The WRC’s new code of practice concerning the right to disconnect form work has been signed into law from 1st April 2021. This code of practice arises from an attempt to regularise the Covid 19 enforced working at home practices that have arisen since March 2020.
The lines between work and home and rest have become increasingly blurred over the last few years, especially since the growth of the internet, email, social media, and the powerful and ubiquitous smart phone.
The Right to Disconnect Code of Practice applies to all types of employment including mobile working, working from home, and working in a fixed location. The failure to implement the code of practice in the workplace is not an offence, per se.
But the failure to implement it in the workplace will be taken into account by the WRC, Labour Court, and other relevant fora. The failure to adhere to the code of practice will evidently make it more difficult for an employer to defend claims.
The code covers contact the employee might receive from the employer, other employees, clients, customers, contractors, and so forth.
The purpose of the code of practice is to give employers a framework within which reset the boundaries between being in work and down time for the employee.
Code of practice-3 components
There are three main components in the right to disconnect code of practice:
- The right of the employee not to be routinely requested to work outside her normal working hours
- The right of the employee not to be penalised for refusing to work outside the normal hours
- The right of the employee not to be routinely bothered by contact such as email or phone calls/messages outside normal working hours.
The code does recognise, however, that there are occasions when contact outside hours will be necessary. But this should be the exception, not the rule.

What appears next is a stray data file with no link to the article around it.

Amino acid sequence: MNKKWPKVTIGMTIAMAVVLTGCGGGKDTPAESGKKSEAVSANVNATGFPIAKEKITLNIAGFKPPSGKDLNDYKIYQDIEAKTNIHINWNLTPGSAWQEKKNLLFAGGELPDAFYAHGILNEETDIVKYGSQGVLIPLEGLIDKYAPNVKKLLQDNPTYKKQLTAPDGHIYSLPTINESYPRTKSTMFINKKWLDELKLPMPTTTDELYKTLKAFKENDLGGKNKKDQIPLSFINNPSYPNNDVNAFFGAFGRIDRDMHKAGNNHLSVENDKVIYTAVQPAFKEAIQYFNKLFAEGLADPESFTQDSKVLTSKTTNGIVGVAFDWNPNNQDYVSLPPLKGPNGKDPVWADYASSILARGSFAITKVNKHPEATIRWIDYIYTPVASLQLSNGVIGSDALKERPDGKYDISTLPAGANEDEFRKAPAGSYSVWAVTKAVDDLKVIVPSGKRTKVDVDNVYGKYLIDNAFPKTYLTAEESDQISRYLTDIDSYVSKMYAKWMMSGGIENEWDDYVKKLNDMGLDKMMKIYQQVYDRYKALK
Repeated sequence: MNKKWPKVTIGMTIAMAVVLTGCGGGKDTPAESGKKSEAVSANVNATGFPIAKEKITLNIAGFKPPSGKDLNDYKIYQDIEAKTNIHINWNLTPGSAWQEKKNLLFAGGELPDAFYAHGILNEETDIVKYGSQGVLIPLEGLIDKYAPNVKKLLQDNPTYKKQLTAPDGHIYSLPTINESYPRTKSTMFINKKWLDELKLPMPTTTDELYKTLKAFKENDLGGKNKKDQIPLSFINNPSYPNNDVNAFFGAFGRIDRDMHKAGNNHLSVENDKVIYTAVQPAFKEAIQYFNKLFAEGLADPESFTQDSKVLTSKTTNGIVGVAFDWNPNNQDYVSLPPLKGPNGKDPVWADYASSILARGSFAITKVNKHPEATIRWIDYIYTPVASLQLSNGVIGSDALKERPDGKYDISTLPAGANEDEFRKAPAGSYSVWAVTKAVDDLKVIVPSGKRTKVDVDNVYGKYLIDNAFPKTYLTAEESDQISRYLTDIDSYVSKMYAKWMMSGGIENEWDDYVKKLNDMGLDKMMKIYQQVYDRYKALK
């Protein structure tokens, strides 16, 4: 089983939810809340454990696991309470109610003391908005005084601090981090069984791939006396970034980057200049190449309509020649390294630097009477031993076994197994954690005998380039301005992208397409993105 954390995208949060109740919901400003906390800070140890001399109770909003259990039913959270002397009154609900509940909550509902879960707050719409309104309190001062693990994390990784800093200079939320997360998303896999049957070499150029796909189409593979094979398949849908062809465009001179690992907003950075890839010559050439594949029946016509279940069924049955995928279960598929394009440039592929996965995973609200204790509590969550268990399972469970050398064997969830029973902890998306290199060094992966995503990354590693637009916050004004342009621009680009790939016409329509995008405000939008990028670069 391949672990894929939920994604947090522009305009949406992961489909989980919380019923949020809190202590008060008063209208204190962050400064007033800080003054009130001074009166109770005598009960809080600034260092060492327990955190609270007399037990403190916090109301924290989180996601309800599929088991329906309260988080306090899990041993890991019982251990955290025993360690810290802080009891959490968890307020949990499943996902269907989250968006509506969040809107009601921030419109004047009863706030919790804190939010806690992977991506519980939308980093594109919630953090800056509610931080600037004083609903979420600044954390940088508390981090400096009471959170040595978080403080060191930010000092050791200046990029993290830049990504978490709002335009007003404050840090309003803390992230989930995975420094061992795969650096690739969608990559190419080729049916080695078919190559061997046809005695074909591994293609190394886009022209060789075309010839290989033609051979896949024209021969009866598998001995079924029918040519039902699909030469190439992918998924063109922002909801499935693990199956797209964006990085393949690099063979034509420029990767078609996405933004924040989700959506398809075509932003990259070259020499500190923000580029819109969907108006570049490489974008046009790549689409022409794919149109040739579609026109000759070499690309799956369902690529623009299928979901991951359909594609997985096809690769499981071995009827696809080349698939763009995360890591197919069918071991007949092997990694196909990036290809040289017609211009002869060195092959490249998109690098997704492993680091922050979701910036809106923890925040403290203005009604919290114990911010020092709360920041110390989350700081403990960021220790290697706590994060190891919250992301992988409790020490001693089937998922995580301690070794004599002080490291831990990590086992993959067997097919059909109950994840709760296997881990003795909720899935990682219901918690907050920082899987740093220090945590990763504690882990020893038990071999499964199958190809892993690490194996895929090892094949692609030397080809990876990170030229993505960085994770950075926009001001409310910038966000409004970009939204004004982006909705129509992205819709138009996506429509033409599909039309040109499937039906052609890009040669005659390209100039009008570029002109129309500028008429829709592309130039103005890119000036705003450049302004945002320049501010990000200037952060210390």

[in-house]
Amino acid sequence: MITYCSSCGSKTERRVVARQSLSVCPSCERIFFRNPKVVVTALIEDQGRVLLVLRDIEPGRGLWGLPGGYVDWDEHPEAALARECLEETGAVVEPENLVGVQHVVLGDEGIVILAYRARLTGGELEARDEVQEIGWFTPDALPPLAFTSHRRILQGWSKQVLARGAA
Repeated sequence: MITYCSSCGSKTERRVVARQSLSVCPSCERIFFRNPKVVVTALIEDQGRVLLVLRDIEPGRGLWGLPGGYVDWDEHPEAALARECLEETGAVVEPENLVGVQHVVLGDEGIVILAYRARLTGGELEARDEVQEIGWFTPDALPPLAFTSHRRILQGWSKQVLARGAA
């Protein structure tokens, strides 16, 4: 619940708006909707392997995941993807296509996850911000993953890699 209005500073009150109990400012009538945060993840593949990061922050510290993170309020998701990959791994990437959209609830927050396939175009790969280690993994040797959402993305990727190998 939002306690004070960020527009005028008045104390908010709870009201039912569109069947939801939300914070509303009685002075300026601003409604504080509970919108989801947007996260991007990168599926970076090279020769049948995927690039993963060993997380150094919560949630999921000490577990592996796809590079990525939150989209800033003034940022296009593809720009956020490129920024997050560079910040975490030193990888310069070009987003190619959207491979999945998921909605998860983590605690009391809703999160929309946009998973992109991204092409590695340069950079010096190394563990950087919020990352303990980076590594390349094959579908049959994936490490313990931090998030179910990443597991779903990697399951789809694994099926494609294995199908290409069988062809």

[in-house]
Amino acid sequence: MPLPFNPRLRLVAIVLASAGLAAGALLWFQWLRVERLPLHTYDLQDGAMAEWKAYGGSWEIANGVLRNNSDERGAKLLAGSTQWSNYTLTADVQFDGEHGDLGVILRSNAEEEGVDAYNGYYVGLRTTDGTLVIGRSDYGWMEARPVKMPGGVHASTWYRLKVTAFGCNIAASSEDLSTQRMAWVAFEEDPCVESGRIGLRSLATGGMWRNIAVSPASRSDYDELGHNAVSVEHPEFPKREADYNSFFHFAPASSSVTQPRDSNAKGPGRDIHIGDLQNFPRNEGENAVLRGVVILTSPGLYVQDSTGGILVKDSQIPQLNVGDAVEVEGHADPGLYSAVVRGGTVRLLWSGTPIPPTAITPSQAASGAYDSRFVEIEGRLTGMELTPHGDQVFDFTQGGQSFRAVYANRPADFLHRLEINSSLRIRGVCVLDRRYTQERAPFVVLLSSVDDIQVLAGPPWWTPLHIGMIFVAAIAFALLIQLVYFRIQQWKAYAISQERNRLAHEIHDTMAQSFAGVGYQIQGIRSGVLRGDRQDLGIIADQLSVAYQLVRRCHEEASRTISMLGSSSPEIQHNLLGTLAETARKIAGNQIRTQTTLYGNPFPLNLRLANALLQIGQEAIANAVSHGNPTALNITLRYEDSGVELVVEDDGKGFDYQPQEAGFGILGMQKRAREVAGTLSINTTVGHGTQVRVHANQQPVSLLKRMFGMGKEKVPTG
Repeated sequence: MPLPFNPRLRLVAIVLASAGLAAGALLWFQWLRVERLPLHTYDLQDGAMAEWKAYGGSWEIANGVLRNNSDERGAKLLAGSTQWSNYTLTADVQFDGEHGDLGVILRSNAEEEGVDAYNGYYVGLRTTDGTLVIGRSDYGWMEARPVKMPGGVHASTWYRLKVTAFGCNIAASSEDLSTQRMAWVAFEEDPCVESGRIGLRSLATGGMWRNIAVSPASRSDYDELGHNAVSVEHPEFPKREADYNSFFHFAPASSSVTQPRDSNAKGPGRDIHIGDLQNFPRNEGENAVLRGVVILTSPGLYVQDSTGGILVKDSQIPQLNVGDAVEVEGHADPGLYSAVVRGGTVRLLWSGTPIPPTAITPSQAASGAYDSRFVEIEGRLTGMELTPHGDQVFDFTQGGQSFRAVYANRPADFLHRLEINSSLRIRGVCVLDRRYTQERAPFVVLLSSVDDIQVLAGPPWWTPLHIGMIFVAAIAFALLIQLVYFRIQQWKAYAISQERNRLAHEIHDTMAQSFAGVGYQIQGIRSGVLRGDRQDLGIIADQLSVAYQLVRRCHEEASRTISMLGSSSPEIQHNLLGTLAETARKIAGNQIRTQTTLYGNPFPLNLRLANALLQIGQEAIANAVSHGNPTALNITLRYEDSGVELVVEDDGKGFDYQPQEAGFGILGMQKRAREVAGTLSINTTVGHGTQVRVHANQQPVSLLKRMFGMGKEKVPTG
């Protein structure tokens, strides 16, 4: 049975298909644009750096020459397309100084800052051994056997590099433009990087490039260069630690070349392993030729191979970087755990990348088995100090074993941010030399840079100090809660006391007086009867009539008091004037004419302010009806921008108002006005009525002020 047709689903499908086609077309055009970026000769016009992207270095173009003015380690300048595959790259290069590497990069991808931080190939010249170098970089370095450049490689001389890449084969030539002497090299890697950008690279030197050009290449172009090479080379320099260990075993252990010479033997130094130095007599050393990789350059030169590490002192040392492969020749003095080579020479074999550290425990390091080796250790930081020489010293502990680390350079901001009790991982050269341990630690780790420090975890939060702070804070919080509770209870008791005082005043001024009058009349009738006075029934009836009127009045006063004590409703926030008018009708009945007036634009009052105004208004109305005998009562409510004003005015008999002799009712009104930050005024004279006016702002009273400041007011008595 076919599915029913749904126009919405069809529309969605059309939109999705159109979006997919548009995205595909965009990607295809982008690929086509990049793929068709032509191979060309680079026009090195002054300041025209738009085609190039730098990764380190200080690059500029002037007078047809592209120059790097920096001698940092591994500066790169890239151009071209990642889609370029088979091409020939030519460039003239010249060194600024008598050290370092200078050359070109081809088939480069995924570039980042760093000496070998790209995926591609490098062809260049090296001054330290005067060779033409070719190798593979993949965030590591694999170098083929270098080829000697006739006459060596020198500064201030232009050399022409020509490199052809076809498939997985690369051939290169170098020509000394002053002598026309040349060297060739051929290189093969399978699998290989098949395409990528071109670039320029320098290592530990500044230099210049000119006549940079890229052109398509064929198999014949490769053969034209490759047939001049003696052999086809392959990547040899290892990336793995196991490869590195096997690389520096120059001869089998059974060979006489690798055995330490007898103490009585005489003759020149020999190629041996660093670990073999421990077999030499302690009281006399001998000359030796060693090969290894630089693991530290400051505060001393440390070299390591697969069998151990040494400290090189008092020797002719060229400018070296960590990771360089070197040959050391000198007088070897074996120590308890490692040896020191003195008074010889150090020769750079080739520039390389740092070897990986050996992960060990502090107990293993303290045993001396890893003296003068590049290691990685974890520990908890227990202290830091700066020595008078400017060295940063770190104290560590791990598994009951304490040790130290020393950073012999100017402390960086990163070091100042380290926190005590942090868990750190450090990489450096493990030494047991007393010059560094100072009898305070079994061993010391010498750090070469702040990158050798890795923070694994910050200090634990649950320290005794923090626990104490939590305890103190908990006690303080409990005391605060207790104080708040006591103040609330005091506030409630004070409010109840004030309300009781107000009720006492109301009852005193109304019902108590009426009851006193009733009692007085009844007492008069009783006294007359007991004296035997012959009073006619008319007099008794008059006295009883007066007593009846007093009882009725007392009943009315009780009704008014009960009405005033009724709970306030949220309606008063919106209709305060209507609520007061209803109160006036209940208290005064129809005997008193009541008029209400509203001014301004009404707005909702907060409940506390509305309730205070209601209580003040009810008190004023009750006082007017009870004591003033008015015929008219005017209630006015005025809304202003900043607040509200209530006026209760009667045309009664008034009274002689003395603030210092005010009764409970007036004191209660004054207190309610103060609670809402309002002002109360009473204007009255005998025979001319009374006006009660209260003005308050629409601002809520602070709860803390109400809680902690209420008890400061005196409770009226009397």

And some argue that the use of the word ‘routinely’ gives the green light for contact in a non-routine way which may have the effect of circumventing the spirit and provisions of the Organisation of Working Time Act 1997, and other relevant legislation.
Right to disconnect policy
The employer should now draw up a right to disconnect policy and the code of practice contains a sample policy. The policy should
- Provide that employees should switch off outside normal working hours
- Provide sufficient flexibility to allow for occasions when contact is necessary outside working hours
- Provide guidance for employees who work in different time zones
- Provide a way for employees to raise concerns about not being able to disconnect
It is advisable that employers provide training for all employees concerning right to disconnect. Moreover, employers should be aware of some employee’s difficulty in disconnecting and be proactive in addressing that problem.
The Organisation of Working Time Act 1997 already makes many provisions concerning working time, rest breaks, annual leave, working time records, and so on.
This code of practice needs to work in tandem with existing legislation, therefore, and this would also include the Safety Health and Welfare at Work Act 2005 which provides that employers provide a safe place of work.
Working excessive hours is also something that is covered by the Safety Health and Welfare at Work Act 2005 and the Organisation of Working Time Act 1997.
Employers need to take this code of practice seriously. If they do it may actually be a positive benefit in their business.
Because it will restrict their ability to get into difficulty in relation to subjecting employees to excessive working hours, excessive demands, with consequent personal injury claims arising from workplace stress arising from long hours and unreasonable demands.